“George IV, seated on the throne, watches a display of jovial fraternization between John Bull and Pat, who dance, holding hands, each holding up a hat decorated respectively by rose and shamrock. A lanky garland of (thornless) roses and giant shamrocks drapes the crown on the back of the throne; one end is held up by Wellington (right), on the King’s left, the other by Peel on his right, so that the King is framed by it. J. B. is an obese and drink-blotched “cit”, with a snuff-box inscribed ‘Irish’ in his waistcoat pocket. Pat is a ragged Irish peasant, his bare legs swathed by twisted straw; his shillelagh lies on the ground; he looks with a broad but appraising grin at J. B., who sings: “Together reared together grown, Oh! let us now unite in one, Let friendship rivet the decree, Nor bigots sever Pat and Me!!!” Two discomfited ‘bigots’ depart on the left; one is a gouty parson using a crutch, with a ‘Petition against Concession’ hanging from his pocket, cf. British Museum Satires No. 15661, &c. The other is a Catholic bishop in robe and mitre. They say: ‘It’s time for us to be off.’ Above their heads flies a figure of Discord, her hair consisting of snakes which spit flame towards J. B. The King, with extended arm, says: ‘No more let Bigotry distract the Nation, Nor Priestcraft nurture lawless passion, Henceforth let rage and tumult cease, As brothers live and die in peace!!!'”–British Museum online catalogue.
Printmaker: Jones, Thomas Howell, active 1823-1848, printmaker.
Title: The blessed effects of a united cabinet, or, The glorious march of intellect [graphic] / T. Jones fect.
Publication: London : Pubd. April 1829 by S.W. Fores, 41 Piccadilly, [April 1829]
“The Duchess of St. Albans, immensely fat, florid, and bejewelled, and a stout elderly naval officer wearing loose wide trousers, and apparently doing hornpipe steps, his hands on his hips, dance side by side with rollicking abandon. The others of the set: one man and two ladies on the left and one lady and two men on the right dance rigidly erect, and watch the central pair with hauteur; the men are dandies, the women slim and fashionable. The duchess has a swirling paradise-plume in her towering loops of hair, above tossing ringlets.”–British Museum online catalogue.
“The fat, moustached, Duchess of St. Albans and the slim Duke dance with vigour and agility, each poised on the left toe, arms interlaced, and hands meeting above their heads. From the Duchess’s small coronet rise giant ostrich feathers which curve above the heads of both and above which a big ducal coronet is suspended. He sings: My Wife shall dance, And I will sing so merry we’ll pass this_ day. She: For I hold it one of the wisest things to drive dull care away–. The musicians are two cynical cupids; one (left) sits on large sacks of sovereigns inscribed Cash; coins pour from a slit in a sack and lie on the carpet with a banker’s money-scoop. He fiddles: Money in both pockets. The other (right), seated on the apex of a huge melon from which a slice has been cut, plays bagpipes: And auld Robin Gray [Coutts] was a gued Old Man to me! with variations.”–British Museum online catalogue.
Printmaker: Heath, Henry, active 1824-1850, printmaker.
Title: The wedding day [graphic] / H. Heath delt
Publication: [London] : [publisher not identified], published June 28, 1827.
Depiction of the dance probably performed by the Illinois to strengthen peace between the tribes. The Calumet, a large pipe, was usually presented to the honoured guest. The tribe surrounds the circle in which two men dance with arrows above their heads; the circle includes arrangements of bows and arrows and tomahawks.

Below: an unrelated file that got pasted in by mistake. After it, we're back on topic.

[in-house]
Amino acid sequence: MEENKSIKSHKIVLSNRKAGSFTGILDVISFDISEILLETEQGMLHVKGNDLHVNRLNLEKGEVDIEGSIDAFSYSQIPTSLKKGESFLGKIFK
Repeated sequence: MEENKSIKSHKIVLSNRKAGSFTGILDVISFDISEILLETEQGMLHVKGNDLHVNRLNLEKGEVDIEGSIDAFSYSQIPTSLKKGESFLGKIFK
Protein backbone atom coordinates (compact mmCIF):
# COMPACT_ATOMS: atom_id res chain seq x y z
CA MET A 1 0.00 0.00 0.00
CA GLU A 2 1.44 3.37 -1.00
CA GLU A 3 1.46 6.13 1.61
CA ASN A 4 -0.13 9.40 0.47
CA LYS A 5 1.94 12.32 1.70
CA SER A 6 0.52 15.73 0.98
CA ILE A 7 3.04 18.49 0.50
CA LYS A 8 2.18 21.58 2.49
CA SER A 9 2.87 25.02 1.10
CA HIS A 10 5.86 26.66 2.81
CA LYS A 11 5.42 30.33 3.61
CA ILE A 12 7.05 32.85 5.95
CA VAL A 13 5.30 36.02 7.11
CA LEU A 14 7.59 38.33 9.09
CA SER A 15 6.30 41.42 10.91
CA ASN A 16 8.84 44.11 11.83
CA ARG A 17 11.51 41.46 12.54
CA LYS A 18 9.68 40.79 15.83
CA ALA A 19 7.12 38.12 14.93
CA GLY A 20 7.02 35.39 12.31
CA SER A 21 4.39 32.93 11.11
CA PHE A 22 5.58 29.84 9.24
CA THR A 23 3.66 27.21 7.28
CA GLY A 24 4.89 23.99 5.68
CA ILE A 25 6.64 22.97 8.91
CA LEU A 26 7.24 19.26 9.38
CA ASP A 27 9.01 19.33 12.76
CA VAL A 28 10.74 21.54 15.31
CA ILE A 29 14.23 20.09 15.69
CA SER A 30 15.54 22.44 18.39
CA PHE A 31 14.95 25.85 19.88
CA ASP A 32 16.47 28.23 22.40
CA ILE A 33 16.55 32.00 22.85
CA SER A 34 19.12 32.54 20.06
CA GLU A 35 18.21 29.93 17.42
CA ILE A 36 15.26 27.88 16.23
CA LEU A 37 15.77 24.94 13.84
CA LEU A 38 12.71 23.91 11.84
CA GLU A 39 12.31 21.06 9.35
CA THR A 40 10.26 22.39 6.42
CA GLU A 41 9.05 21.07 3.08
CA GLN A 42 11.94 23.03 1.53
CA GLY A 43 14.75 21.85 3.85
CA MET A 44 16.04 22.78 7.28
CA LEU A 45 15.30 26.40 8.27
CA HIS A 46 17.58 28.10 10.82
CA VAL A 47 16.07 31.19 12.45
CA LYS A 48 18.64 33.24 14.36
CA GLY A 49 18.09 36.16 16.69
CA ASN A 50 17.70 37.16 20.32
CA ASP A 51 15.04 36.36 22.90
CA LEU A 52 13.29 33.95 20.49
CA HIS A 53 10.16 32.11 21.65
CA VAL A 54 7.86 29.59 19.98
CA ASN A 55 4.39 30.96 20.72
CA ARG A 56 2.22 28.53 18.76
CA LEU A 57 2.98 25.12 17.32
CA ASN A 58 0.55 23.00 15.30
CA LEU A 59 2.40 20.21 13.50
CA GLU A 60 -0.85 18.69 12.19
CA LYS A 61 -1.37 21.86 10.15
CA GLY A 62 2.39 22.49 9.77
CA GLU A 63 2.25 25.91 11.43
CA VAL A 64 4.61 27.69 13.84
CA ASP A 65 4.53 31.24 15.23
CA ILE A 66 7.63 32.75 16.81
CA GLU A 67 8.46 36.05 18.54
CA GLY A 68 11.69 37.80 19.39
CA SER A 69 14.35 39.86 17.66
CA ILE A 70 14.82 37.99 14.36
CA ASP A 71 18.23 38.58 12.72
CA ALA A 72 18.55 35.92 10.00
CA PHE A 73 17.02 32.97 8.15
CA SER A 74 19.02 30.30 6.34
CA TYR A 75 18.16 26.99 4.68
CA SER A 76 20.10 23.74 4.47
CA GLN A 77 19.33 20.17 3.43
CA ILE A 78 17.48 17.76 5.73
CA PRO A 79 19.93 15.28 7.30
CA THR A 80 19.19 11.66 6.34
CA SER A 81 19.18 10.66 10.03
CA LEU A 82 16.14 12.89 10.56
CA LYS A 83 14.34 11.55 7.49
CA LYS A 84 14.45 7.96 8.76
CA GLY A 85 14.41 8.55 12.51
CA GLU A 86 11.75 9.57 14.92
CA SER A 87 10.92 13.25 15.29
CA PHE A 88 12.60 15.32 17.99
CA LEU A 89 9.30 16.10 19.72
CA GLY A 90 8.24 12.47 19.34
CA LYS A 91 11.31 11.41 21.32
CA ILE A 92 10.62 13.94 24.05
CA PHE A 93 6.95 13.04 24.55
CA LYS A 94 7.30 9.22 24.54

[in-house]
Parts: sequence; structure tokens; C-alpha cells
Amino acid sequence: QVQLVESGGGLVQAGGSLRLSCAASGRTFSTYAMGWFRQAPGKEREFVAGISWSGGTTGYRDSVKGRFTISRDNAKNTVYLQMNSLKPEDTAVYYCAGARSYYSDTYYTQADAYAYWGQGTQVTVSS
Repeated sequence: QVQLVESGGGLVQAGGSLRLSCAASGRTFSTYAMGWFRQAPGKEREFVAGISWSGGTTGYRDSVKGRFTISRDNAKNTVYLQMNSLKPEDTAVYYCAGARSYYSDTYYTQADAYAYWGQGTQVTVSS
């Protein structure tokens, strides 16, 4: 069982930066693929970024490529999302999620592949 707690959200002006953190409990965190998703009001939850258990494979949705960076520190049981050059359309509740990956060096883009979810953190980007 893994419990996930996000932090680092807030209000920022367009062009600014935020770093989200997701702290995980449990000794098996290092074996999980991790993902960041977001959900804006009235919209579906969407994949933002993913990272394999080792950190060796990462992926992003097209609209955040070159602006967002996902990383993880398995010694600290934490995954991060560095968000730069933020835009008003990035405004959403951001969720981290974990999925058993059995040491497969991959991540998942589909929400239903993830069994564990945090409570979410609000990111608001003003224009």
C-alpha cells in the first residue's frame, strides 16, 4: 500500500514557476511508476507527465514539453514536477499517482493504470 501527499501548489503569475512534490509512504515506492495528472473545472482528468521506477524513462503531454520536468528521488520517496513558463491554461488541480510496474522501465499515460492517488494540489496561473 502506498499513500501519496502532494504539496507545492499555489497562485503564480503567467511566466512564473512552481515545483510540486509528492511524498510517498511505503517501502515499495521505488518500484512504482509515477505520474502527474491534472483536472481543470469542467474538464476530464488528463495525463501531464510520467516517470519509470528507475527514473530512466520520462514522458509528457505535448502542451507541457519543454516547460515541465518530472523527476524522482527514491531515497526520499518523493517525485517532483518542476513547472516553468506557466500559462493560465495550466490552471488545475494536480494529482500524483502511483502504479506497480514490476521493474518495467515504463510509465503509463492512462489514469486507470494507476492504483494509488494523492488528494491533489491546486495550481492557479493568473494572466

Title: The dance of the calumet of the sun, or pipe of peace, performed on the most solemn occasions by the Indian nations in North America [graphic].
Publication: London : Pub. by T. Tegg, Jany. 21, 1809.
In two columns with the title in a ribbon atop a woodcut below stanza one. Stanzas 2 and 3 below image. A sailor at a seaside tavern (Jack Ocum) dances with a young woman as he holds his tankard. The fiddle music is played by a man who stands beside a woman in the tavern doorway. In the distance on the right is a sailing ship and along the shore, two men in a row boat.
Author: Dibdin, Charles, 1745-1814.
Uniform Title: [Oddities. Song]
Title: The flowing cann.
Published: [London : Sold by J. Pitts, Great Saint Andrew St. ; Sold by C. Sheppard, Lambert Hill, Doctors Commons, Publish’d Septr. 18th. 1790?]
A couple dance together under a lush tree with large fruit hanging from its branches. They are accompanied by two men playing instruments, a drum and tambourine as one woman claps along to the music. Others, including a small girl, stand and converse.
Title: Thisplate (representing a negroes dance in the island of Dominica) is humbly dedicated to the Honble. Charles O’Hara, Brigadier General of His Majesty’s Army in America …. by his most obedt. & devoted servt. A. Brunias [graphic] / A. Brunias pinxt. et sculpt.
Published: London : Published 15 Feby. 1779 by the proprietor N […] Broad Street, [15 February 1779]
A scene in a tavern cellar, with a young woman, gaily dressed, dancing a jig with a man wearing an apron; at left, a sailor playing the violin, at right, a sailor sitting on steps and leaning forward, smoking, resting his arms on a barrel, another beside him holding a bowl, a young woman standing behind them with a hand on the shoulder of each; behind, three amorous couples, including a sailor sitting on another barrel.
Artist: Rowlandson, Thomas, 1756-1827.
Title: The last jig, or Adieu to Old England [graphic] / Rowlandson del.
Published: [London] : Publish’d January 20th, 1818 by Thos. Tegg, No. 111 Cheapside, [20 January 1818]